Intended for healthcare professionals

Rapid response to:

Feature Conflicts of Interest

WHO and the pandemic flu “conspiracies”

BMJ 2010; 340 doi: (Published 04 June 2010) Cite this as: BMJ 2010;340:c2912

Rapid Response:

WHO Changed Definition of Influenza Pandemic

Cohen and Carter state that the WHO changed the definition of an
influenza pandemic by excluding reference to the words "with enormous
numbers of deaths and illness."

What the article fails to state is that the WHO made two changes; the
second change was to drop the requirement for a new sub-type with a simple
reassortant virus meaning that many seasonal flu viruses could be
classified as pandemic influenza.

A search of online web archives reveals that the WHO website had the
erased definition dating back to at least January 2003 through to July
2008. [1]

"An influenza pandemic occurs when a new influenza virus appears
against which the human population has no immunity, resulting in several,
simultaneous epidemics worldwide with enormous numbers of deaths and
illness. ... When a major change in either one or both of their surface
proteins occurs spontaneously, no one will have partial or full immunity
against infection because it is a completely new virus. If this new virus
also has the capacity to spread from person-to-person, then a pandemic
will occur."

Seroprevalence studies emerging show that substantial protions of
society had pre-existing protective antibody levels across age groups. A
new scientific study shows the full effect of Pandemic Influenza H1N1 in
New Zealand in 2009

The Ministry commissioned study, conducted by Environmental Science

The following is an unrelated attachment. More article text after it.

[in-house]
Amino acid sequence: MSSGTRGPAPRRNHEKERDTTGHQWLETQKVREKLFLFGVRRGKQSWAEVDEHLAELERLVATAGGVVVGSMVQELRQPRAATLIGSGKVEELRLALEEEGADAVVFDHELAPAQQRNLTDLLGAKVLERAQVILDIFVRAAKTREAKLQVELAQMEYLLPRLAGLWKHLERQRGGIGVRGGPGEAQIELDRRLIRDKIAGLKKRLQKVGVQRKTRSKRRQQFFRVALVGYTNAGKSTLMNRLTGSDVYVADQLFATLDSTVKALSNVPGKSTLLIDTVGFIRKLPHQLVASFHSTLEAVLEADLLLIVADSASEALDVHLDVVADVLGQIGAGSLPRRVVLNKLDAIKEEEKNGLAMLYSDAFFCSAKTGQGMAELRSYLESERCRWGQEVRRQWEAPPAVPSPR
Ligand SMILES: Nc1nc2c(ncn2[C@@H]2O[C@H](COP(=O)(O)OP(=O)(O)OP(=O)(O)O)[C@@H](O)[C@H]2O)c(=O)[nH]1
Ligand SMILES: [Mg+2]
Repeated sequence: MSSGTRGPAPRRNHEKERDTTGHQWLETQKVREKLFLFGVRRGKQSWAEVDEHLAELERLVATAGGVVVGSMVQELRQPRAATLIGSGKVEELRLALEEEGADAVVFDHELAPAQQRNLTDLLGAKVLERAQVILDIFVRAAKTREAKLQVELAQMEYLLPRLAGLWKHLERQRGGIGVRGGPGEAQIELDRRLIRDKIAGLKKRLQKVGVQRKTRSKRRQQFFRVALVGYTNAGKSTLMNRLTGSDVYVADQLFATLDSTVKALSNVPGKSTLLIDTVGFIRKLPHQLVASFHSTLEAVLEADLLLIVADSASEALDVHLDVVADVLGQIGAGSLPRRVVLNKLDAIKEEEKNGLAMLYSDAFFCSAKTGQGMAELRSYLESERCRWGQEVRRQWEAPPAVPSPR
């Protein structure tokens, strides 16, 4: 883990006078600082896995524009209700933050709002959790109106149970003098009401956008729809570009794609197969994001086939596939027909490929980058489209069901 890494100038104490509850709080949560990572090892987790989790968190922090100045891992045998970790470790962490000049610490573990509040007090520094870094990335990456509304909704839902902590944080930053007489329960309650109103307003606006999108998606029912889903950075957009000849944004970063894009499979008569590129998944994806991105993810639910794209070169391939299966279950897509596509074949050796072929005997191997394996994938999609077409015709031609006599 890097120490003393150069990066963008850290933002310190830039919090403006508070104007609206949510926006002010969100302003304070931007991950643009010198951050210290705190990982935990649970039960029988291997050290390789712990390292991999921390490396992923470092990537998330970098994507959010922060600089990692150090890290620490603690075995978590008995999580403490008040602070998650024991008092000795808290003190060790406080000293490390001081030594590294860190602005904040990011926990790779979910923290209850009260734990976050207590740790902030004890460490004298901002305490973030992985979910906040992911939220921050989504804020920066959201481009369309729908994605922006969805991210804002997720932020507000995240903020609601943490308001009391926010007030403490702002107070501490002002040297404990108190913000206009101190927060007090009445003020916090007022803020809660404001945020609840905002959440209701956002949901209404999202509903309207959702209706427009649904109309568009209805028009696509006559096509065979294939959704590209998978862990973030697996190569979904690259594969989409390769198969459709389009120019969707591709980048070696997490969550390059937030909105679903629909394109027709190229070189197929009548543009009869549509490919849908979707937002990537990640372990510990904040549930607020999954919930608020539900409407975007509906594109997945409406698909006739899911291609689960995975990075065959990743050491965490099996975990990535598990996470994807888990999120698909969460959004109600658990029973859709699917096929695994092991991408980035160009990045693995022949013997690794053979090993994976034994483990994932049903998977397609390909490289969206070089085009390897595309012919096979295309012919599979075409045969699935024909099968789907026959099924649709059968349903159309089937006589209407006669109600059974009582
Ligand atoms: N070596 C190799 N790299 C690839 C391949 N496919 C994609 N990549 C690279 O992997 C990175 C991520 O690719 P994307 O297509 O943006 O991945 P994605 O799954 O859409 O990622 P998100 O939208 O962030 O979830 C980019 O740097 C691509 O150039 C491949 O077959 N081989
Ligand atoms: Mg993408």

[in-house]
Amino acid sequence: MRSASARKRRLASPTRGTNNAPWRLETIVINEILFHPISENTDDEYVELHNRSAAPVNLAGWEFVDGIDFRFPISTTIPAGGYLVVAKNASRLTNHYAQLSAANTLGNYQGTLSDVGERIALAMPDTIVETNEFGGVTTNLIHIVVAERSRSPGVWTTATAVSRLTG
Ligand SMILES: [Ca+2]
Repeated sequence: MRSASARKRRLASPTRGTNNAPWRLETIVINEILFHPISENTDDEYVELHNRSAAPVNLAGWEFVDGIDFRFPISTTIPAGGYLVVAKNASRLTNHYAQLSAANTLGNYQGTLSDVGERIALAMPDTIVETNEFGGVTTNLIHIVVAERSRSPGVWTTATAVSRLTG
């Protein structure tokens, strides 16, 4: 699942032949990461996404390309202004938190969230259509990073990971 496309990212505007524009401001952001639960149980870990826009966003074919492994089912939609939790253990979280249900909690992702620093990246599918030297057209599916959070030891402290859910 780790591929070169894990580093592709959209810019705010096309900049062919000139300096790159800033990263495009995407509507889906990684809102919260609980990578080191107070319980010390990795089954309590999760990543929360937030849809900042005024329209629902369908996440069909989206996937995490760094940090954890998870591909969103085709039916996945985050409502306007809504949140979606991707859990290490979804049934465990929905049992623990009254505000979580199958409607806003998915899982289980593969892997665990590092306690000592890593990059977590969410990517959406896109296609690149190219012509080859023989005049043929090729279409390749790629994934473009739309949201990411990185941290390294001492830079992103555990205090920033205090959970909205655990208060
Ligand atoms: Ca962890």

and Research (ESR), estimates that 1.26 million or 29% of New Zealanders
were immune to the pandemic influenza virus by March this year. [2]

About 480,000 people had some immunity prior to last year’s pandemic
wave, mostly in the older age groups. An additional 780,000 were estimated
to have been infected during 2009. The highest rate of infection during
2009 was in school age children - where one in three children were
affected. Almost half of those infected showed no obvious symptoms.

14 percent of New Zealand school aged children had pre-existing
antibodies to the 2009 H1N1 virus.

If the WHO guidelines in effect at the time that the 2009 H1N1
influenza virus was identified in the USA in April 2009 then it would
never have been declared a pandemic as it was not a new sub-type, was not
causing enormous numbers of deaths and illness, and a significant number
of people had already been exposed to an immunogenically similar virus.

The fact that only one vaccination was required for all but young
children is another sign that this was not an immunogenically novel virus.


[2] Seroprevalence of the 2009 influenza A (H1N1) pandemic in New

Competing interests:
None declared

Competing interests: No competing interests

06 June 2010
Ron Law
Risk & Policy Advisor
Auckland, New Zealand. 0614